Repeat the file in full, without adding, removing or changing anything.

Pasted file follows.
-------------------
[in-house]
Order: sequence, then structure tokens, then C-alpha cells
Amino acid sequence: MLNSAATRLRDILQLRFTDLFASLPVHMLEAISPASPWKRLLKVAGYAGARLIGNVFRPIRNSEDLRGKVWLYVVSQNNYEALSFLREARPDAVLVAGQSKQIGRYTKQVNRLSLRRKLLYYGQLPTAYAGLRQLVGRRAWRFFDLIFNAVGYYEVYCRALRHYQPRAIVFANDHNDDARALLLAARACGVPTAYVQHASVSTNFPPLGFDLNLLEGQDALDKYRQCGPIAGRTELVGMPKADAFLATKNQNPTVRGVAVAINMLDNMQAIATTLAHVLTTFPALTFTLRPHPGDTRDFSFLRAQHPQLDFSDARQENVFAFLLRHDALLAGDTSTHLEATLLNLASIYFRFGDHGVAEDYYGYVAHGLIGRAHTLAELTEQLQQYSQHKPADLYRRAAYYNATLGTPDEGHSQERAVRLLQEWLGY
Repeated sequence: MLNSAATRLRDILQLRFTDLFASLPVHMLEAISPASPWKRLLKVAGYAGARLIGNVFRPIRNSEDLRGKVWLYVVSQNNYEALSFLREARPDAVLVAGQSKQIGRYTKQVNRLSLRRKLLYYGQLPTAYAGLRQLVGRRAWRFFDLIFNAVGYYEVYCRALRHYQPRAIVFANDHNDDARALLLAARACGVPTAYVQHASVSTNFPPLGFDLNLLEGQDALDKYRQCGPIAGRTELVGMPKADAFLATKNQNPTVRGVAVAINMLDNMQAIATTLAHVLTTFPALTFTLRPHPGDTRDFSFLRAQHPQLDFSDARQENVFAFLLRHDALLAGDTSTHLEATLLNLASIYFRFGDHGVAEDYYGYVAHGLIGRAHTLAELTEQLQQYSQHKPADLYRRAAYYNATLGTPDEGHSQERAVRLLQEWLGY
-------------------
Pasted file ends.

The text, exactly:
[in-house]
Order: sequence, then structure tokens, then C-alpha cells
Amino acid sequence: MLNSAATRLRDILQLRFTDLFASLPVHMLEAISPASPWKRLLKVAGYAGARLIGNVFRPIRNSEDLRGKVWLYVVSQNNYEALSFLREARPDAVLVAGQSKQIGRYTKQVNRLSLRRKLLYYGQLPTAYAGLRQLVGRRAWRFFDLIFNAVGYYEVYCRALRHYQPRAIVFANDHNDDARALLLAARACGVPTAYVQHASVSTNFPPLGFDLNLLEGQDALDKYRQCGPIAGRTELVGMPKADAFLATKNQNPTVRGVAVAINMLDNMQAIATTLAHVLTTFPALTFTLRPHPGDTRDFSFLRAQHPQLDFSDARQENVFAFLLRHDALLAGDTSTHLEATLLNLASIYFRFGDHGVAEDYYGYVAHGLIGRAHTLAELTEQLQQYSQHKPADLYRRAAYYNATLGTPDEGHSQERAVRLLQEWLGY
Repeated sequence: MLNSAATRLRDILQLRFTDLFASLPVHMLEAISPASPWKRLLKVAGYAGARLIGNVFRPIRNSEDLRGKVWLYVVSQNNYEALSFLREARPDAVLVAGQSKQIGRYTKQVNRLSLRRKLLYYGQLPTAYAGLRQLVGRRAWRFFDLIFNAVGYYEVYCRALRHYQPRAIVFANDHNDDARALLLAARACGVPTAYVQHASVSTNFPPLGFDLNLLEGQDALDKYRQCGPIAGRTELVGMPKADAFLATKNQNPTVRGVAVAINMLDNMQAIATTLAHVLTTFPALTFTLRPHPGDTRDFSFLRAQHPQLDFSDARQENVFAFLLRHDALLAGDTSTHLEATLLNLASIYFRFGDHGVAEDYYGYVAHGLIGRAHTLAELTEQLQQYSQHKPADLYRRAAYYNATLGTPDEGHSQERAVRLLQEWLGY